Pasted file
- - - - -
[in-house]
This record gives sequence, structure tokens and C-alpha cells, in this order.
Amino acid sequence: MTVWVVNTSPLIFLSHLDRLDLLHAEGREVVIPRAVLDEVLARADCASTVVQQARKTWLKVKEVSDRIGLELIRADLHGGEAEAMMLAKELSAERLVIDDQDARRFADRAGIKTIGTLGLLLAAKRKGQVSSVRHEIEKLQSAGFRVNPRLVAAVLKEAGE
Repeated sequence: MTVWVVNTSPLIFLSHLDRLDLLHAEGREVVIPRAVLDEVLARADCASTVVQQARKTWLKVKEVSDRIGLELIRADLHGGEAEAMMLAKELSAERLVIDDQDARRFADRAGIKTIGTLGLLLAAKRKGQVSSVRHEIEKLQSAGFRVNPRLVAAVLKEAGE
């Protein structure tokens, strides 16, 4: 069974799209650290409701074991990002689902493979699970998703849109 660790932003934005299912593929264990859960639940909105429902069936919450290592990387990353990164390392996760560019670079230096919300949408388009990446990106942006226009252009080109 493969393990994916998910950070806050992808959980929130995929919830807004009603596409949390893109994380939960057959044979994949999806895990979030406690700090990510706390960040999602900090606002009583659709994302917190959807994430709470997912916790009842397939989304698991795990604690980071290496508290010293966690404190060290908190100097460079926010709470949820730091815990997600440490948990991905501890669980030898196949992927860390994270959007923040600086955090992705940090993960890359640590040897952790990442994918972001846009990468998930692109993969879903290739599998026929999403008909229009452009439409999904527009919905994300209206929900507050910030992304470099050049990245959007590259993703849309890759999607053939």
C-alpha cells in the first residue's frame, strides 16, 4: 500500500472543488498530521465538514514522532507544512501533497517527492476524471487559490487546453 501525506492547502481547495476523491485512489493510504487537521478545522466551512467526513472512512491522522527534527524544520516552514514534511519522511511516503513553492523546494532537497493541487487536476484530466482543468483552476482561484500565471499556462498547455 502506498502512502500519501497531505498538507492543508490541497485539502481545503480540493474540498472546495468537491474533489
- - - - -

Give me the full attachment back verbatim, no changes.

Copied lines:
[in-house]
This record gives sequence, structure tokens and C-alpha cells, in this order.
Amino acid sequence: MTVWVVNTSPLIFLSHLDRLDLLHAEGREVVIPRAVLDEVLARADCASTVVQQARKTWLKVKEVSDRIGLELIRADLHGGEAEAMMLAKELSAERLVIDDQDARRFADRAGIKTIGTLGLLLAAKRKGQVSSVRHEIEKLQSAGFRVNPRLVAAVLKEAGE
Repeated sequence: MTVWVVNTSPLIFLSHLDRLDLLHAEGREVVIPRAVLDEVLARADCASTVVQQARKTWLKVKEVSDRIGLELIRADLHGGEAEAMMLAKELSAERLVIDDQDARRFADRAGIKTIGTLGLLLAAKRKGQVSSVRHEIEKLQSAGFRVNPRLVAAVLKEAGE
């Protein structure tokens, strides 16, 4: 069974799209650290409701074991990002689902493979699970998703849109 660790932003934005299912593929264990859960639940909105429902069936919450290592990387990353990164390392996760560019670079230096919300949408388009990446990106942006226009252009080109 493969393990994916998910950070806050992808959980929130995929919830807004009603596409949390893109994380939960057959044979994949999806895990979030406690700090990510706390960040999602900090606002009583659709994302917190959807994430709470997912916790009842397939989304698991795990604690980071290496508290010293966690404190060290908190100097460079926010709470949820730091815990997600440490948990991905501890669980030898196949992927860390994270959007923040600086955090992705940090993960890359640590040897952790990442994918972001846009990468998930692109993969879903290739599998026929999403008909229009452009439409999904527009919905994300209206929900507050910030992304470099050049990245959007590259993703849309890759999607053939």
C-alpha cells in the first residue's frame, strides 16, 4: 500500500472543488498530521465538514514522532507544512501533497517527492476524471487559490487546453 501525506492547502481547495476523491485512489493510504487537521478545522466551512467526513472512512491522522527534527524544520516552514514534511519522511511516503513553492523546494532537497493541487487536476484530466482543468483552476482561484500565471499556462498547455 502506498502512502500519501497531505498538507492543508490541497485539502481545503480540493474540498472546495468537491474533489